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Standing Bear reveals possible gaming sites in Missouri to gaming enterprise board

TULSA, Okla. – Principal Chief Geoffrey Standing Bear revealed three possible sites he and his team have been researching for possible gaming locations in Missouri.

In a presentation made to the Gaming Enterprise Board on Dec. 21 at the Osage Casino’s Central offices, Standing Bear said the Nation has been given a “legitimate offer” on a 40-acre piece of property near Kimberling City. Kimberling City is located on a peninsula on Table Rock Lake, a popular tourist and recreation destination.

Other places include Cuba, where he and John Williams, his senior advisor, have been making strides with local officials as a 30-foot statue is being completed of Osage warriors – paid for by the city of Cuba. He also said the board should look at land up and down Interstate 44 because it is heavily trafficked, the casinos would not be seasonal, and the highway leads to Springfield, Cuba and St. Louis.

“How long do you want to wait?” he asked the board. “I’m not going to wait; I’m going to move forward.”

He said the Chief and Congress cannot operate gaming, they cannot survey the lands, they cannot create jobs or assess the value of the project from an elder’s perspective. They need the gaming board, ON Historic Preservation Office, Tallgrass Economic Development LLC and the Tribal Elders Advisory Committee.

He said the committee he has formed to look at the opportunities in Missouri will be meeting in January, but a date has not been set.

Mark Simms, chair of the GEB, asked if there are chosen sites yet. Standing Bear said no, it’s all proposed at this juncture. Simms said he wasn’t in favor of Kimberling City because the population was too dense. Standing Bear said Kimberling City wasn’t the only property along Table Rock Lake to consider, the Nation has had other offers.

There are exceptions within the Indian Gaming Regulatory Act of 1988 that allow for a tribe to buy land in their historical reservation boundaries and put it into trust for gaming purposes. The entire state of Missouri has been identified as the historical reservation of the Osage. The governor of the state and local officials also must approve any agreement for gaming.

Standing Bear said his office recently donated $50,000 to newly-elected Missouri Gov. Eric Greitens for his inauguration on Jan. 9. He said he is forming good relations with the governor and hopes to continue in the coming months.

He said a key player to the operation will be Dr. Andrea Hunter of the Osage Nation’s Historic Preservation Office, she has laid the ground work to claim Missouri as historic reservation land of the Osage.

“I’m asking you to consider this as your territory,” Standing Bear said to the board. He said he cannot operate gaming and he is turning everything over to the entities who can lawfully begin the process of making the gaming sites a reality.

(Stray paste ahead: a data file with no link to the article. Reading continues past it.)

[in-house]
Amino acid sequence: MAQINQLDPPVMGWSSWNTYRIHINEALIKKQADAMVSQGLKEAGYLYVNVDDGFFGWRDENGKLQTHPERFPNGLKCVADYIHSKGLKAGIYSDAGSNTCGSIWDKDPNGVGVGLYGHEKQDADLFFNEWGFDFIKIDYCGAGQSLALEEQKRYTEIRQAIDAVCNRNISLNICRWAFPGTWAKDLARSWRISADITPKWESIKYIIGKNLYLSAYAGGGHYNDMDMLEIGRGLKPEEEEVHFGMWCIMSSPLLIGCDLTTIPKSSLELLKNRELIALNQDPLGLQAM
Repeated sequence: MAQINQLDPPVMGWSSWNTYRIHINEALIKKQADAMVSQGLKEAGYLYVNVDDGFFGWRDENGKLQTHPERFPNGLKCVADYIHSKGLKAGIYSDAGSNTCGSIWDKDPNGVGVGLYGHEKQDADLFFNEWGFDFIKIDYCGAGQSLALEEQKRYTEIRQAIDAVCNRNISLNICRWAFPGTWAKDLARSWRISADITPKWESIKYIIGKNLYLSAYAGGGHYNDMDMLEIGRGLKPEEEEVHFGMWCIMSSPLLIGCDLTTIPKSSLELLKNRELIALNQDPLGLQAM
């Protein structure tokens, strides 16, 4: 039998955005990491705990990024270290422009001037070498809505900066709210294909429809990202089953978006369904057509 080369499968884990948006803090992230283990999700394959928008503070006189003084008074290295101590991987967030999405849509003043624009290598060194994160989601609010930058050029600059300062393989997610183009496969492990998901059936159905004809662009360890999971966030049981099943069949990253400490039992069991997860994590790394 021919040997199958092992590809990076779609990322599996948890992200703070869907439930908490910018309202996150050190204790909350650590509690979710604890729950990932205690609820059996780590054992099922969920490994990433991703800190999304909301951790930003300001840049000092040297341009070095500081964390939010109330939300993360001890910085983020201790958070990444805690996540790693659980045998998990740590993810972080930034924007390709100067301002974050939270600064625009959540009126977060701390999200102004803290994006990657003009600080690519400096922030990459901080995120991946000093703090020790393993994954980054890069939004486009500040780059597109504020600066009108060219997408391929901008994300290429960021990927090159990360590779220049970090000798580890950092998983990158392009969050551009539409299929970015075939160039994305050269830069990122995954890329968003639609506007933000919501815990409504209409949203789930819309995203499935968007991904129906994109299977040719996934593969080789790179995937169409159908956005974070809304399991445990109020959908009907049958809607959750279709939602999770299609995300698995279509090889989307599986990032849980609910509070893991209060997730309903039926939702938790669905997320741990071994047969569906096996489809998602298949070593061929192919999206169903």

He said the Nation could go slowly, starting with a smaller facility on I-44 with approximately 300-400 machines, or it could go big with a $400 million to $500 million facility on Table Rock Lake.

“I know you’re frustrated from a standpoint of having worked on this for a long time,” said Mark Revard, GEB member. “I believe we should be looking at Missouri … the history of it and everything you’ve shown us today has been very helpful.”

Standing Bear said at the end of the day it will be the decision of the Osage Congress and the Chief. He asked the board to keep in mind that Missouri allows more table games than Oklahoma and they also have Riverboats. There will also be no competition from other tribes in the area. Currently, the Nation competes with the Cherokee Nation and the Muscogee (Creek) Nation in the Tulsa market.


By

Shannon Shaw Duty


Original Publish Date: 2017-01-09 00:00:00

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Shannon Shaw Dutyhttps://osagenews.org
Shannon Shaw Duty is the editor of the Osage News. She is a graduate of the University of Oklahoma with a bachelor's degree in Journalism and a master's degree in Legal Studies, Indigenous Peoples Law from the OU College of Law. She served on the Board of Directors for the Native American Journalists Association (NAJA) from 2013-2016 and served as a board member and Chairwoman for the Pawhuska Johnson O’Malley Parent Committee from 2017-2020. She is a Chips Quinn Scholar, a former instructor for the Freedom Forum’s Native American Journalism Career Conference and the Freedom Forum’s American Indian Journalism Institute. She is a former reporter for The Santa Fe New Mexican. She is a 2012 recipient of the Native American 40 Under 40 from the National Center for American Indian Enterprise Development (NCAIED). In 2014 she helped lead the Osage News to receive the Elias Boudinot Free Press Award, NAJA’s highest honor. An Osage tribal member, she and her family are from the Grayhorse District. She currently resides in Pawhuska, Okla., with her husband and six children.
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